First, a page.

Open Introduction Section Open Fluvial Erosion Section Open Shoreline Erosion Section Open Anthropogenic Effects Open Mitigation Measures Open Conclusions Section

Anthropogenic Influences

Initial Shoreline Modifications

The shore was once in a more natural state. The initial anthropogenic modification of the shoreline began with creating piers to allow sailing ships, with their large keels to dock on shore. Shortly after, Stone Hooking began where loose rock from beaches and shallow waters was easily gathered and delivered to shipping and construction companies. This industry grew to a maximum in the 1830's, where they removed as much as 43,000 tonnes of stone annually. This was the initial removal of the natural armor that protected the shorelines and lake bottom. With the loss of the smooth depth gradient approaching the shore, the waves were able to disipate their energy closer to shore, and with more vigorous fury.

Figure 27 : Urbanization
Overlooking Pickering/Scarborough, and Duffrin's Creek

Figure 28 : Urban Versus Normal Runoff
River Discharge Over Time
Large amounts of development have occured all around the Great Lakes over the past few centuries. With this development, comes an urbanized landscape. This new landscape, has a negative effect on the lakes. The most notorious of these effects, is urban runoff. With a mostly paved surface, the infiltration capacity of the soil is dramatically reduced. With low infiltration capacity, Horton Overland Flow can occur, carrying water enriched with sediment across the surface and off site. The response time of the streamflow in an urbanized basin is increased, where the volume of water per unit time will reach a greater maximum, and increasing the erosion potential of the stream.

Figure 29 : Construction Site
Puddle Filled With Sediment

Figure 30 : Construction Site
A more recognizable view - UTSC Campus
Construction sites are often cited as a major contributor of sediment due to their uncovering of natural protective layers of soil. By law, the construction sites must attempt to retain the soil that is uncovered, but often, the protective measures are inadequate. The protection measures are usually two feet high fencing around a site. This fencing is often not entirely around a site, nor does it alleviate the problem of sands blowing away from the site by wind.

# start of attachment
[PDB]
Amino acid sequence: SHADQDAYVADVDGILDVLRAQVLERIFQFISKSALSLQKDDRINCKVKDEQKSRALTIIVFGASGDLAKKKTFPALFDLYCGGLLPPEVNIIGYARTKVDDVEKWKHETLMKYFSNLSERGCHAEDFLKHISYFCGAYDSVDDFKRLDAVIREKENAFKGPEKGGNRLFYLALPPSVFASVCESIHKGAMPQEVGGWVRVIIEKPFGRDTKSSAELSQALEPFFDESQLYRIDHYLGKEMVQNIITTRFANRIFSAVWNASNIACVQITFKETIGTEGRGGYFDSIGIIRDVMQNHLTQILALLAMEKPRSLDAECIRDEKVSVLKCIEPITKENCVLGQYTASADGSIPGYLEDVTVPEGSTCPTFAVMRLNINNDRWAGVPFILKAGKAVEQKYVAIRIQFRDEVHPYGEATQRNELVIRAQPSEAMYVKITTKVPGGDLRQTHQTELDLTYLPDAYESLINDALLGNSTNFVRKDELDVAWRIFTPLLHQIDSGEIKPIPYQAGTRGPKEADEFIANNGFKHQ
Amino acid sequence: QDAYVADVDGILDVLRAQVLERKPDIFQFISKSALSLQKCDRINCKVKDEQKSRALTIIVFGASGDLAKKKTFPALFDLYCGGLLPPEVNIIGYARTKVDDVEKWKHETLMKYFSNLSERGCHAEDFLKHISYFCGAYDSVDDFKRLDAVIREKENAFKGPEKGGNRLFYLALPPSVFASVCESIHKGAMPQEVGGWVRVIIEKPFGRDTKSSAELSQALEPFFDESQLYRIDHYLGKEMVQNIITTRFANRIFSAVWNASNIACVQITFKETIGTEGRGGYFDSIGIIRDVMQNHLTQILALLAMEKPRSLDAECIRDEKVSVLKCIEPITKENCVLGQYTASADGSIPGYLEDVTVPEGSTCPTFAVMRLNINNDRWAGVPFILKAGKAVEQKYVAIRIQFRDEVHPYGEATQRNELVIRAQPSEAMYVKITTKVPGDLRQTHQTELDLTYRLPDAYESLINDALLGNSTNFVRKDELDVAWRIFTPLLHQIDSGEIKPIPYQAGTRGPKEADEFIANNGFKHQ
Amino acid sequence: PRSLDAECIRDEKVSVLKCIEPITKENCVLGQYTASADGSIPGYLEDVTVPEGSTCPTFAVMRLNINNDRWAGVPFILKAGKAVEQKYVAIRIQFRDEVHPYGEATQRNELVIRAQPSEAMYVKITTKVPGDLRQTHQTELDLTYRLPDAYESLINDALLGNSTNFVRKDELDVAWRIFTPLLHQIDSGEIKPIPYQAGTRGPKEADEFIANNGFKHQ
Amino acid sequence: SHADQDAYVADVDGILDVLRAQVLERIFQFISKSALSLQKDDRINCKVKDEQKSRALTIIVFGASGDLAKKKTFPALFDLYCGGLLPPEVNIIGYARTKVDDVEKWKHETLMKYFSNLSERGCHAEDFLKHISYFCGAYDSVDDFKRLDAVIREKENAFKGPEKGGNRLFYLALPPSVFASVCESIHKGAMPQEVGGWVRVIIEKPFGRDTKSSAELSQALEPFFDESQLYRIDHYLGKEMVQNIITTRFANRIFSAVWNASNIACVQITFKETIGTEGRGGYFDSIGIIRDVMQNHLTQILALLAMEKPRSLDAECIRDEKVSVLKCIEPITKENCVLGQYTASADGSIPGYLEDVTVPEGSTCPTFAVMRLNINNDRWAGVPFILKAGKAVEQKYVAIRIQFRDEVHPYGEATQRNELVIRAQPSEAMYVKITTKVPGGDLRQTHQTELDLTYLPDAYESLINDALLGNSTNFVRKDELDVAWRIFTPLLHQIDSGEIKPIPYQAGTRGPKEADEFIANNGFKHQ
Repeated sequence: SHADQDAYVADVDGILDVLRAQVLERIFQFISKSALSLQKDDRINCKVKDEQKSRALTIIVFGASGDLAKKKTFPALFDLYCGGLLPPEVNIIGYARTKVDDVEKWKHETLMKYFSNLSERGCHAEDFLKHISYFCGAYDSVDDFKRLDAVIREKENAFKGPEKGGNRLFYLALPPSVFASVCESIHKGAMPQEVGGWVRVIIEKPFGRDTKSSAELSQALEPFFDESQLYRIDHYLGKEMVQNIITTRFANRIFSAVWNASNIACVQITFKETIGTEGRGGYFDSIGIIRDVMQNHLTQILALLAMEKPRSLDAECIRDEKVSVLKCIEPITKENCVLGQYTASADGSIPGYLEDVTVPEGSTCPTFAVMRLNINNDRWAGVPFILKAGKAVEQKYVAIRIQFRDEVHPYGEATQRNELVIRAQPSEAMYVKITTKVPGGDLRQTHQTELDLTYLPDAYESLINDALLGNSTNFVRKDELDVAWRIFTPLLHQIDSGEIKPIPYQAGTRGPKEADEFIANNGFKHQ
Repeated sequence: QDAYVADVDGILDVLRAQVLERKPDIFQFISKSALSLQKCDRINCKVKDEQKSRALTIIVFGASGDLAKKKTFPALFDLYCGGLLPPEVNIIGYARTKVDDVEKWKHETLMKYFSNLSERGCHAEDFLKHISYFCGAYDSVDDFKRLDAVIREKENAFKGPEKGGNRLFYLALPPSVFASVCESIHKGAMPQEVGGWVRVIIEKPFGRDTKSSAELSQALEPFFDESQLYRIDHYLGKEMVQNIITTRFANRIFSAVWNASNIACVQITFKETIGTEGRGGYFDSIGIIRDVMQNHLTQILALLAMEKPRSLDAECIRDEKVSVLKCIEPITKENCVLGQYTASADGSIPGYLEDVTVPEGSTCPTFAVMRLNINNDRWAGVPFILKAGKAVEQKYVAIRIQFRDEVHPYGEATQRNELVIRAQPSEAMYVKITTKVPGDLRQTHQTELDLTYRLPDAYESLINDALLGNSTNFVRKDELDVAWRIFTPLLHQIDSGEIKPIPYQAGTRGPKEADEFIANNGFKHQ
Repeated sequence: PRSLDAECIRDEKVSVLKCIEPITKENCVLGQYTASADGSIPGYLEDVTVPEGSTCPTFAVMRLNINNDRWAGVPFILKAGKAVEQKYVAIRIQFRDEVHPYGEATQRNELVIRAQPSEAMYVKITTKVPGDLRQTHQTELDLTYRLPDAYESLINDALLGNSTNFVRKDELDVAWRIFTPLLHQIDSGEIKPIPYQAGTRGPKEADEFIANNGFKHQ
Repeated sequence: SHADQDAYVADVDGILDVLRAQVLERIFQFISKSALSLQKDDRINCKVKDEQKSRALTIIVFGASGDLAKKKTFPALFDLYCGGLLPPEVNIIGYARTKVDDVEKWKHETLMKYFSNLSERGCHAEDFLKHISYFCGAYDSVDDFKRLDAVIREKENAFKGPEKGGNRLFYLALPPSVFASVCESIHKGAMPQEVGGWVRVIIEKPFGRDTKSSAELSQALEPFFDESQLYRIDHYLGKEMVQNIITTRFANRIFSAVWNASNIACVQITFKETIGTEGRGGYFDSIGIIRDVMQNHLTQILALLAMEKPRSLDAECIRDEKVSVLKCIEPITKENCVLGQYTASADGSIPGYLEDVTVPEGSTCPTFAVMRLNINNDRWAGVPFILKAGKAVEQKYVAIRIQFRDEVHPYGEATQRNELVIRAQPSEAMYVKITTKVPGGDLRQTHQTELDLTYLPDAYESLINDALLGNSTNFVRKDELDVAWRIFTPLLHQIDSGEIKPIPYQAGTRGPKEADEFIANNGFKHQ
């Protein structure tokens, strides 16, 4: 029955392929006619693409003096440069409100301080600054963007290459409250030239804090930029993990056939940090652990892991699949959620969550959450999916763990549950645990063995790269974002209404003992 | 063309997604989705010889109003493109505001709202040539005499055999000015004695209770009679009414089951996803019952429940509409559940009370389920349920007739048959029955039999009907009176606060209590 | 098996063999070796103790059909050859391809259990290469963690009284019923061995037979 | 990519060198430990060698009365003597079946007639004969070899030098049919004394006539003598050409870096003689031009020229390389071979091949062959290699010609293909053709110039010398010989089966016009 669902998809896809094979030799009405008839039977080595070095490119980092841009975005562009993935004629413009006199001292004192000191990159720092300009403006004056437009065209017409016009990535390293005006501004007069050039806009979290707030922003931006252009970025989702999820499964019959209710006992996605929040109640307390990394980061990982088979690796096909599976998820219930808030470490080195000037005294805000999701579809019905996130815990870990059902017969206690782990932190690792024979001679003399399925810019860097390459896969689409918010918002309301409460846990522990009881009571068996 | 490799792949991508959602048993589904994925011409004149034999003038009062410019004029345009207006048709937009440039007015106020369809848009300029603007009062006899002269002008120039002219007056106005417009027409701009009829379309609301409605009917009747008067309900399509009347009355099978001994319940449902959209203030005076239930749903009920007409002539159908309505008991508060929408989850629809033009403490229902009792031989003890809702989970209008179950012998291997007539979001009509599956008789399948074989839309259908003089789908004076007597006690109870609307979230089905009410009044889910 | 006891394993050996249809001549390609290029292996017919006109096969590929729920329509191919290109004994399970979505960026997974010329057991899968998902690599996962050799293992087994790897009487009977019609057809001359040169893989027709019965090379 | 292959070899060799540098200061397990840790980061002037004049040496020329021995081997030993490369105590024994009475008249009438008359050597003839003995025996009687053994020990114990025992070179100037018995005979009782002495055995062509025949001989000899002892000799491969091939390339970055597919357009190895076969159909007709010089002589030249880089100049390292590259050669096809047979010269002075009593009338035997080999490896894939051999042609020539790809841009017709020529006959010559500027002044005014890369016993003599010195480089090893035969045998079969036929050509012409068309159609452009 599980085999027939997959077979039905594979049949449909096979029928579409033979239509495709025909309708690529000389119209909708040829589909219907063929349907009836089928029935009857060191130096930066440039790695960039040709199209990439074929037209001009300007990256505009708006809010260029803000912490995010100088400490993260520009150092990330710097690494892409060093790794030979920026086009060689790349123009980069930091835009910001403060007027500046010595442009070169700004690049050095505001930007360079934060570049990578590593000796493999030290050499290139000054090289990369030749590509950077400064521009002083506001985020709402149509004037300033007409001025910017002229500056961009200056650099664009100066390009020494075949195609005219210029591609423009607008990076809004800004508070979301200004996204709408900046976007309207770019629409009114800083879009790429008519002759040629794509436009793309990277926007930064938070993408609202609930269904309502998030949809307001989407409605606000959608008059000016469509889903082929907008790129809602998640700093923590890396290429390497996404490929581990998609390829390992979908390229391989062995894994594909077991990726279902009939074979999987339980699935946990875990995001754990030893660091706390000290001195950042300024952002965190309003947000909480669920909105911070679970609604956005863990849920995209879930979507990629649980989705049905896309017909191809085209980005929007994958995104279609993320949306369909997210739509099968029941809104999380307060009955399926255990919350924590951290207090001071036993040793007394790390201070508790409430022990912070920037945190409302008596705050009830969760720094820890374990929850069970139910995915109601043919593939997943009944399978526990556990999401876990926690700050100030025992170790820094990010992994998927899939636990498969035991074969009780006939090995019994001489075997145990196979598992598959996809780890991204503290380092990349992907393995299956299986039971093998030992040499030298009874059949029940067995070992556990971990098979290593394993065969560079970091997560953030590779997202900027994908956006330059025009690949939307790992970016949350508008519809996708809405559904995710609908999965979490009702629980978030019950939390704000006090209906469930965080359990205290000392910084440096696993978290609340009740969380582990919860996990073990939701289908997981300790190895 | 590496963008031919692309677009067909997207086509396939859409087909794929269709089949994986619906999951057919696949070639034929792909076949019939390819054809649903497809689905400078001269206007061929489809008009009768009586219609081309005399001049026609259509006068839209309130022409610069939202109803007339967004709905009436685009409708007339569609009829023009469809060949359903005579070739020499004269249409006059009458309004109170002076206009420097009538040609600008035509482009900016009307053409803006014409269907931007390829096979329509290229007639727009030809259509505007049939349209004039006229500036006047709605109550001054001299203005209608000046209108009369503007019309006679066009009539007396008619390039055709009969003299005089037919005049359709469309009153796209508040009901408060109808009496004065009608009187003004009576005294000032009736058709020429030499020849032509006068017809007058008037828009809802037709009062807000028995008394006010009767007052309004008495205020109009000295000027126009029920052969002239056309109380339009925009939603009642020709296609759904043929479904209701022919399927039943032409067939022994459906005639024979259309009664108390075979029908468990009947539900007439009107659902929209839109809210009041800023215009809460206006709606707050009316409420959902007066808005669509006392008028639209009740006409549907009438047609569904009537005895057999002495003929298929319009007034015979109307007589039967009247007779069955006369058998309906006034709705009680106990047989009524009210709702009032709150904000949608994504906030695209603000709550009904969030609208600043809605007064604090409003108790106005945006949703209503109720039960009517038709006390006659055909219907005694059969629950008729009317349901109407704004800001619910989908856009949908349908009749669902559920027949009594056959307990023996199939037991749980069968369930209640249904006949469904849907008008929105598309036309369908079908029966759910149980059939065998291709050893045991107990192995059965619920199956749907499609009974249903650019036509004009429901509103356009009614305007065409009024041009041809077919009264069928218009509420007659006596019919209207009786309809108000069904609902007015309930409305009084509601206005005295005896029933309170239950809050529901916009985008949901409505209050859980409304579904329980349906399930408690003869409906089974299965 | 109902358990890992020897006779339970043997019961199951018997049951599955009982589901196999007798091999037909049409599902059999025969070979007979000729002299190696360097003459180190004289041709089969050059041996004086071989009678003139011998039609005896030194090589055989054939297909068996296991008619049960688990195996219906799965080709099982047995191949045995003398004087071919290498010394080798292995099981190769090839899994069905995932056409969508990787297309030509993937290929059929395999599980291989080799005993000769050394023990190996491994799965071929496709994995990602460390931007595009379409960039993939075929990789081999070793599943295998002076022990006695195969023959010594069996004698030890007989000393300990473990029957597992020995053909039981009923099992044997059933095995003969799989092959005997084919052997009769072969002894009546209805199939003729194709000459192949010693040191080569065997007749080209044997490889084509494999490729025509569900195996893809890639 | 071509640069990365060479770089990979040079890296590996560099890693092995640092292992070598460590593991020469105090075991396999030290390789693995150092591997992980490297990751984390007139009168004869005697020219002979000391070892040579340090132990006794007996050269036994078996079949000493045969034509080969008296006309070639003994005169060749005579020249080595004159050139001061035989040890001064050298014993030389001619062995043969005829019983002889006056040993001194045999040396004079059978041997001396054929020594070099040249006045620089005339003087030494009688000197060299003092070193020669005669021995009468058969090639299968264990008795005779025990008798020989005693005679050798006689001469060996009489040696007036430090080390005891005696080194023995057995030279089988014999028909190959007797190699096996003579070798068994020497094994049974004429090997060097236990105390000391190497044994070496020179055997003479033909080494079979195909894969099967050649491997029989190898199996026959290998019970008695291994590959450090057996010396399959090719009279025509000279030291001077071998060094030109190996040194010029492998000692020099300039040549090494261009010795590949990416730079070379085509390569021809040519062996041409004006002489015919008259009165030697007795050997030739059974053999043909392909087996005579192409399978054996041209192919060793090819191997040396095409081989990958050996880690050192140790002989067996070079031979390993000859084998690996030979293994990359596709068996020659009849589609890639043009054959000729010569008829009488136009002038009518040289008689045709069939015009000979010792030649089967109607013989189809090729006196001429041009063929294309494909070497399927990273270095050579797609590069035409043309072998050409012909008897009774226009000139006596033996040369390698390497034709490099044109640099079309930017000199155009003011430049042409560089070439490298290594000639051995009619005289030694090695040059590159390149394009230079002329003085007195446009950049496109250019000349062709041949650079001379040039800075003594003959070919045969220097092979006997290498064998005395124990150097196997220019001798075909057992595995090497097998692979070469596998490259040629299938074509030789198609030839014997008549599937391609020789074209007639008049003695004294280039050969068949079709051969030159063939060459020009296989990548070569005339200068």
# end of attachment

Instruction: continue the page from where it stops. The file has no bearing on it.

Figure 31 : Volume of Sediment Dredged From The Mouth Of The Don River
Periods of development near the Don Watershed, produce abnormally large amounts of dredging patterns. This is a good indication of the amount of sediment that entered in a particular year.


Figure 32 : Toronto Shore Development
Toronto Shoreline

Low shore that originally had beaches along the entire length. The Toronto Island was created by sand from the Scarborough Bluffs and sediment discharged from the Don River, and is now protected by breakwaters and seawalls and the Leslie St. Spit. The Leslie St. Spit is a lakefilled area made up of fill from construction sites, and from Subway tunnels. Dredging used to maintain the Eastern shipping channel cuts off the natural supply of beach materials to the Island

Lakefilling - Hamilton Harbor

The Hamilton Harbor has had large amounts of lakefill material added to it, to extend the usable area for shipping facilities. Lakefilling was also used to create a breakwall in front of the harbor, to reduce the waves.

Negative Impacts of Lakefilling

Lakefilling has many negative impacts on the lake. Materials used for fill have contributed to contamination and turbidity of the water, as not all material remains at the site. Disposal of waste materials from construction and excavation, including that judged not suitable for lakefill is sometimes used for lakefill, without the overseeing body knowing exactly where it was put, and what was contained. Generally there is an extreme lack of standards for lakefilling methods and structural designs

Figure 33 : Hamilton Harbor Lakefilling